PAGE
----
Last month, some Maryland community college students skipped class.
“My professor was OK with it,” said Austin Gannon, one of the seven students in Annapolis representing Anne Arundel Community College (AACC) and the Maryland Association of Community Colleges (MACC) for Student Advocacy Day. It’s because Gannon was part of a record crowd of nearly 400 students from across the state that met with legislators and lobbied for funding.
Barbara Vinnier, chair of Community College Presidents and President of Chesapeake College on the Eastern Shore, spoke to the students at an intro rally. “You represent almost a half a million individuals,” she said. “Go out there and tell your stories… you can do it better than we can.”
Funding community college is an investment in the future, said Director of Student Engagement at AACC Chris Storck. “The vast majority of community college students are going to stay and work in Maryland.”
Emily Dreszer, a transfer studies and paralegal student at AACC who has interned with a representative and hopes to attend University of Maryland College Park’s government and politics program, then law school, was serving her second year as a student advocate. She spoke to her representative, Delegate Tony McConkey , a Republican from District 4 ,about the urgent need to increase state aid to community colleges. State aid has been reduced seven times over the past 10 years.
“I work two jobs and go to school full time,” Dreszer said, noting it was common for good students to see community college as a stepping stone to more costly higher ed. “AACC has given me the chance to figure out what I want to do while being affordable.”
Between meetings, in hallways, elevators and walking through the white tunnel between the buildings, many students recited facts to each other about bills regarding state aid to community colleges and need-based financial aid for workforce training.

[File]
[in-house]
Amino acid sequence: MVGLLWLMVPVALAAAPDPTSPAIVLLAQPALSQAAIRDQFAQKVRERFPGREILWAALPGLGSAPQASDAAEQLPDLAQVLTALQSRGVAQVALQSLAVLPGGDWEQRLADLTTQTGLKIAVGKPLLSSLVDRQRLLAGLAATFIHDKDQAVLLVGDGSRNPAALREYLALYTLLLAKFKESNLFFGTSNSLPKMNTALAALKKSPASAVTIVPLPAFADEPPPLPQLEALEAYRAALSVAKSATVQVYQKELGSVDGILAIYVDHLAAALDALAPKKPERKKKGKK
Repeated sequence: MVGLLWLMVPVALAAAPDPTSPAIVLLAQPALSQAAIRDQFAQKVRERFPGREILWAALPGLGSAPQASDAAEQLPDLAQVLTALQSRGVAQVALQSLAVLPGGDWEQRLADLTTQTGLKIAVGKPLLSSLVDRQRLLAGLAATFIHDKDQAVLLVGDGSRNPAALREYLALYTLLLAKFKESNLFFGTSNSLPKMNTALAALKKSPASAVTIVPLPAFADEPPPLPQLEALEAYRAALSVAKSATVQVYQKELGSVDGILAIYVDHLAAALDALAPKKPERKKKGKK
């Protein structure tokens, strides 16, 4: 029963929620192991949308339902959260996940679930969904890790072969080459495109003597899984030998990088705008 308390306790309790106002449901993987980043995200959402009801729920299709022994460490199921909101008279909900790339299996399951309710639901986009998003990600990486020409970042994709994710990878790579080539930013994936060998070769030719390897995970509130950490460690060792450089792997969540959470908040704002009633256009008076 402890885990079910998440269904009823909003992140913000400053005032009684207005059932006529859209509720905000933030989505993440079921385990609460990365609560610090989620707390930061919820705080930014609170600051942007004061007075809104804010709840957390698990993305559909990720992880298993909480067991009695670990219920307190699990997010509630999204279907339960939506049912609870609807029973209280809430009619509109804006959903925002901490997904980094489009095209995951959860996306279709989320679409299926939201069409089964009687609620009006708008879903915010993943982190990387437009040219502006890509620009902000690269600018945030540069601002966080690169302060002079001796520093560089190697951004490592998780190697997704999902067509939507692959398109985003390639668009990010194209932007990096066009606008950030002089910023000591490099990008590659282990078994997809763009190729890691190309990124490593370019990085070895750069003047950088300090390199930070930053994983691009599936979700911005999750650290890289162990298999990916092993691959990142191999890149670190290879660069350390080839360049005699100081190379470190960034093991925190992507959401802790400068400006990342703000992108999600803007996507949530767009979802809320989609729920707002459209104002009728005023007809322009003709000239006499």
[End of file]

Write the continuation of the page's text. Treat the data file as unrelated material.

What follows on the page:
Soon students rattled off numbers like experts, like asking for support for SB 152, which would increase state funding toward education. “It’s disheartening, almost scary,” said Johnathan O’Dea, an AACC cybersecurity major, about the possible lack of funding for state bill 152.
Gloria George of Frederick Community College (FCC) spoke to her experience with college and what FCC was to her. Struggling with the impact of a stroke at age 5, George feared the challenges and costs of college. Even though she had taken three dual-enrollment courses in high school, after a gap year, she was hesitant of taking the step.
“Choosing the right college is a daunting task,” she said. But she feels she made the correct choice—FCC has given her the confidence to excel not only at academics, but also leadership.
Redefined lives was a common theme among many students meeting with legislators. Matthew Vosburg, never wanted to go to college, but felt stuck in the job he took after high school. He decided to go to AACC and hasn’t looked back. “I’m involved with student government and [the] International Student Association. It makes me feel a lot better about myself knowing I’m improving myself,” he said. “It’s not just learning in a classroom, it’s also learning outside the classroom.”
Vosburg plans to attend University of Washington when he graduates in fall 2018.
AACC President Dr. Dawn Lindsay said it’s key for legislators to see the students whose lives they’re impacting with their decisions. “It’s a great opportunity for the students as well,” she said. “They really gain confidence and get to be a part of a legislative process—I’m always so impressed!”